It’s been a few days since I posted, as I’ve been trying to transition to my new life as a GA — general assignments — reporter.
I’ve been busy roaming around around, talking to people about the war in Afghanistan. Should we increase troops, pull the troops out or what? My story is out today, on the anniversary of 9/11 (which I’ll get to in a moment).
I have to say that I really appreciate the many emails and phone calls I’ve gotten from people about the demise of the religion beat here at LoHud/The Journal News. It means a lot to hear that people appreciated my coverage of religion for the last 12-plus years.
I understand that people feel it’s a mistake for LoHud/TJN to stop covering religion. But I also understand the very difficult challenges facing this business. We’re cutting back in many ares and trying to do other things well. Sometimes, there are no easy answers.
This is a tough week for me because the Religion Newswriters Association is holding its annual conference, in Minneapolis this year, and I’m not there. I’ve been to 8 or 9 conferences and really enjoyed getting to know a group of reporters dedicated to covering religion as best they could.
It’s a smaller gathering this year, as many newspapers have been cutting out their religion coverage. The Boston Globe’s Michael Paulson, who is in Minneapolis, writes on his blog about the religion beat being “endangered” (and has a few nice words to say about me).
So today it’s 9/11.
It was in the days after the attacks — and the weeks and months — that many people wrote and said that religion coverage was especially important to highlight and explain everything happening in the world today.
And explain we did.
Much of the coverage has focused, of course, on Islam, which was still a pretty mysterious (world) religion to most people before the attacks. I think it’s safe to say that people who want to know something about Islam now do.
Covering Islam has been no easy task for most journalists in this country. Why? We talk to and write about Muslims in America, who often see the world very differently from Muslims in Saudi Arabia or Afghanistan or Iraq.
Many of the outrageous things we read about Muslims in the world — people being stoned, people being arrested for converting, a woman facing trial for wearing pants — are outrageous to Muslims who live and work in the U.S. And I can tell you, American Muslims are beyond tired of having to explain and apologize for the actions of people far, far away.
A new study from the Pew Forum on Religion & Public Life shows that Americans, by and large, see Muslims as facing a great deal of discrimination — more than any group in society other than gays and lesbians.
Forty-five percent of the public says Islam is no more likely to encourage violence than other religions. Thirty-eight percent say that Islam is more likely to encourage violence.
But which Islam are we taking about? How it’s practiced in Pakistan or in Ohio?
A surprise to me: 45 percent of Americans say they know a Muslim personally. I would have expected 20 percent or something like that.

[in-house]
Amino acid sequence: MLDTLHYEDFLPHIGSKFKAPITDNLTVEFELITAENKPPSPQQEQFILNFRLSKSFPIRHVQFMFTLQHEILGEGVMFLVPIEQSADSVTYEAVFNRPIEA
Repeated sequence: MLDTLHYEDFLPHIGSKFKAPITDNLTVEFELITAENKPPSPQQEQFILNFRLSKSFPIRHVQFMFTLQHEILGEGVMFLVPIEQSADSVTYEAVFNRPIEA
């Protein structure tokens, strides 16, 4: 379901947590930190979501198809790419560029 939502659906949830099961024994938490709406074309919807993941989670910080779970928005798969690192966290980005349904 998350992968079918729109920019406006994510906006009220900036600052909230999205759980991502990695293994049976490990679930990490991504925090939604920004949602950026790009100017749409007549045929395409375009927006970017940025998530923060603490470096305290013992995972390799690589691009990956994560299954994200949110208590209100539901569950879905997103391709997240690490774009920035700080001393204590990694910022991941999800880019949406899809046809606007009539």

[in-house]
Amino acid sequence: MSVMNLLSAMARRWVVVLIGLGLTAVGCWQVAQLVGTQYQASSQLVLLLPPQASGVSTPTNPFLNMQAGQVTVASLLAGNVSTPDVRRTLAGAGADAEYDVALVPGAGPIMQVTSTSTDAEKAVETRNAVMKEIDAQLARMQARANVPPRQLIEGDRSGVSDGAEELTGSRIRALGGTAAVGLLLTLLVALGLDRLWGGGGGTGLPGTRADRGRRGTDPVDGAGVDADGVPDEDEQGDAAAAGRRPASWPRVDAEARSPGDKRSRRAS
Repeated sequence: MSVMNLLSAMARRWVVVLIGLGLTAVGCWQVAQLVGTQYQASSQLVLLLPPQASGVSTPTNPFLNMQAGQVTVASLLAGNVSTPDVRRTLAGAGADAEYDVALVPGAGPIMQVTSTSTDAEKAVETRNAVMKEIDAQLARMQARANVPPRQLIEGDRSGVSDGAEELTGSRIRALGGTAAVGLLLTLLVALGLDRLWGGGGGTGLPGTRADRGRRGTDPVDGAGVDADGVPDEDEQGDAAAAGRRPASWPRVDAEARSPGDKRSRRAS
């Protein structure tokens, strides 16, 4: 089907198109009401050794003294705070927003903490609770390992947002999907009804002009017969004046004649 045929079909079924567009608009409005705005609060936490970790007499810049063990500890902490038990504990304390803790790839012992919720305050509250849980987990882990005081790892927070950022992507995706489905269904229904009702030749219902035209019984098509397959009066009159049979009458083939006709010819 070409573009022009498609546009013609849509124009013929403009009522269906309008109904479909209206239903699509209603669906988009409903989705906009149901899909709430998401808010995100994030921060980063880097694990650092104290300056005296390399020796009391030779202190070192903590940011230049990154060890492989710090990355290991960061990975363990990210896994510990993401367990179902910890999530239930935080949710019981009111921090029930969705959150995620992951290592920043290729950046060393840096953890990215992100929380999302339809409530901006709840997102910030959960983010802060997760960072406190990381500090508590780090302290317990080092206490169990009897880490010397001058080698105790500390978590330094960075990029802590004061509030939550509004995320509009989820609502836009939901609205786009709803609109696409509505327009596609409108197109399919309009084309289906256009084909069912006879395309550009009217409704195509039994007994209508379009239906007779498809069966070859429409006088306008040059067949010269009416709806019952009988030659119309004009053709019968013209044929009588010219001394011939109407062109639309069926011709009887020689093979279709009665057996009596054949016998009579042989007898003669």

But get this: Only 41 percent of those polled could identify the name Muslims use for God (Allah) and their holy book (the Koran). I mean, what have you been doing for the last eight years?
Regardless, if you want to relive the emotions that Americans felt after 9/11 and the many questions that people asked, check out some of the video excerpts and interviews that made up the PBS special “Faith and Doubt at Ground Zero.”
Monsignor Lorenzo Albacete, the prominent theologian from NY, said this:
What does that mean? It means a boundary has been broken that opens up the floodgates to unstoppable horror, because human is all we are, all we can be, all we can appeal to. It’s our safety net. … But here, the more you show your humanity, the more you’re hated. I’ve never seen anything like this. And I saw it.
To me, to distract one from this, to look for explanations, is obscene. It’s an offense against the reality of what happened — an offense against our humanity — to look for political explanations, economic explanations, diplomatic explanations. “Oh, it’s American foreign policy. It is the arrival into our shores of the Palestinian-Israeli fight. It is globalization. It is the cultural wars. It is American imperialism.” All of that is proposed by the “Yes, but” brigade who got to work immediately after the explosion. It is obscene and irresponsible, because we were facing an attack, a hatred of humanity which is what we all have in common. It’s our line of defense, our only one. And now that was gone. …
The people who did this, who planned it, who brought it about, I don’t know what their theology or their ideology is. I take them at their word; they died with the name of God on their lips. People say they were sincere; well, yes, they were. They believed. This is an act for them that was a sincere act, the worship of their God. I take them at their word. Does that make them any less evil? Oh, but no, that precisely is the monstrosity. If they were not sincere, it would be a terrible thing, but … it is the sincerity, it is the free will. I mean, they willed this to happen. They willed the destruction of humanity, of humanness, of everybody in that place on that day at the World Trade Center. This was a freely willed act, very sincere. And this sincerity is one of the horrible characteristics of the face of evil I saw that day. …